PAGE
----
How does your mental health affect your work?

I have a yin-yang, push-pull relationship with my creative practice. Sometimes sitting down and just focusing on a drawing is the only thing that can calm my anxiety and soothe my racing thoughts. Other times, the push to make a lot of work can completely stress me out and turn something I usually love doing into a monster chore. So, like most things, it’s about finding balance.

What words of advice do you have for young womxn/artists/creators out there?

When life gets busy and stressful, it can seem like the easiest choice to take a break from your creative practice and put that work on the back burner. But, if there’s one thing I’ve learned from the most stressful times of my life (granted, I’m 28 and haven’t had kids yet, so I’m sure even more stressful times are to come) it’s that pushing to continue to make the work is absolutely vital, and often it’s that creative work that will allow you to process, to think outside of the box, to conjure up new solutions and move forward. Sometimes the only way out is through.

What does self love mean to you and how do you practice self love?

I have an evolving understanding for self love. For me personally, I think it means loving myself physically, in every sense. Loving my body as a fat kid and teenager was tough. Loving myself as a fat adult has become a bit easier. Culturally, there’s a lot more body positivity to the draw strength from than there was 10 or 15 years ago. I also work to love myself for my physical limitations and challenges, as someone with fibromyalgia, endometriosis and asthma. The daily impacts of the outside world and my interior world cycle through a filter now. That filter is rooted in self love instead of self hatred, and that was hard to establish.

Just as important, however, self love to me means committing to do the work to constantly make myself a better person, a better feminist. Self love means constantly checking in, assessing my privilege and working to address my behaviors. It means working to recognize my blind spots, to educate myself on issues I don’t know enough about, and committing to do what I can to cause change in my community and my world.

What are some of your current or long-term goals?

It has taken me some time to build a stable enough business as a creativepreneur to provide a livable income for myself. I followed the track many artists take: I graduated with my bachelor’s in fine art, with minors in art history and women’s studies, and I took a year off. I spent that year painting and printmaking, developing my work. Then, I went to graduate school with the intention of launching into my career as an artist and/or an educator. That’s when my path took a sharp turn, because I realized that higher education was not a career path that suited my personality, that the non-profit sector was not an industry that I felt positive entering into, and that I didn’t really believe in the systems of power and financial gain that drive the art market and life of a gallery artist. I know those paths are all valid and right for some people. They just weren’t right for me. When I really looked into myself and the work I wanted to be doing, I wanted to make work that was accessible, that was meaningful, that created space for others. And, I wanted to be making that work on my own terms. That’s when I decided I wanted to launch into my own creative business, and create a platform through which I could run different programs and projects to engage with issues I found meaningful and salient as they entered my life.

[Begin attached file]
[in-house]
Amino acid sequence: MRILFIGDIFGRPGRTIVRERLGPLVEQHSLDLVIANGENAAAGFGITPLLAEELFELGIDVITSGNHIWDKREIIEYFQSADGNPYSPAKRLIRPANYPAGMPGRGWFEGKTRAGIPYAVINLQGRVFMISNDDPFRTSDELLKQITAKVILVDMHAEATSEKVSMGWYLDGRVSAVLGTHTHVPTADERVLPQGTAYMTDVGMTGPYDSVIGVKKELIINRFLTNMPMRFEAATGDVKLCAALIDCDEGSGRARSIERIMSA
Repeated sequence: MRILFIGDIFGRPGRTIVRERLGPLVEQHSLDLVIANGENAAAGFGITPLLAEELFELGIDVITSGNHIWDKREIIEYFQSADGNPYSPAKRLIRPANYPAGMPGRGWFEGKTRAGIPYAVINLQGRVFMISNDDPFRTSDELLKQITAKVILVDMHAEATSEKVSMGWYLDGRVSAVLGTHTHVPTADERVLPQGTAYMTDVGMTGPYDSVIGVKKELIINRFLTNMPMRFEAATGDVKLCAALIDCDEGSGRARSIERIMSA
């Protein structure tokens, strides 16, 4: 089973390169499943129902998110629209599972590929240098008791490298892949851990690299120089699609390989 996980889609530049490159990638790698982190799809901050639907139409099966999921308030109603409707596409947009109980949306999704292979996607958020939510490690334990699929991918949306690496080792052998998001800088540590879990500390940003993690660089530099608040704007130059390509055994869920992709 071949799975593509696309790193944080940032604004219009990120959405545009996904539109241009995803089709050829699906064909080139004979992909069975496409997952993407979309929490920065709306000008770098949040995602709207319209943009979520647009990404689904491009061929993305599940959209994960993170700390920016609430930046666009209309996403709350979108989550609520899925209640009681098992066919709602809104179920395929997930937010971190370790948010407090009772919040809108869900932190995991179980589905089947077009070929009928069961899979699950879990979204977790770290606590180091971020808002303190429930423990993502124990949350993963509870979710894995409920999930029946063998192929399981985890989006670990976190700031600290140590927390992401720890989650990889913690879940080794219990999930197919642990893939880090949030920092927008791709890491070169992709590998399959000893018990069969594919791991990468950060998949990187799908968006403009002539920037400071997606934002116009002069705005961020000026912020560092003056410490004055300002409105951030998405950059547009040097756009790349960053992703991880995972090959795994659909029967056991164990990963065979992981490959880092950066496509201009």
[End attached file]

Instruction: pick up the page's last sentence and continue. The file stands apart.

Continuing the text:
The thing is, it’s hard to earn a living this way — really it’s hard to earn a living in this country as a creative person period. Even if you don’t personally believe in capitalism, or the political system or any other formal structures that exist in our society — they are all real factors in your life. And I knew I had to pay my bills.

Now that I’ve reached a place where I can finally pay my bills (phew!) I’m working towards becoming a bit more stable and financially secure. I’d like to get to a point where I can start partnering with other artists, where I can afford to pay people to write about their opinions on different social issues, where I can start doing larger community based projects. Down the road, my secret, not-so-secret dream is to open a physical space, where I can sell feminist craft goods, show feminist art and hold community events like performance art, poetry readings and activist crafting nights. It’s a dream that I’m working towards making a plan.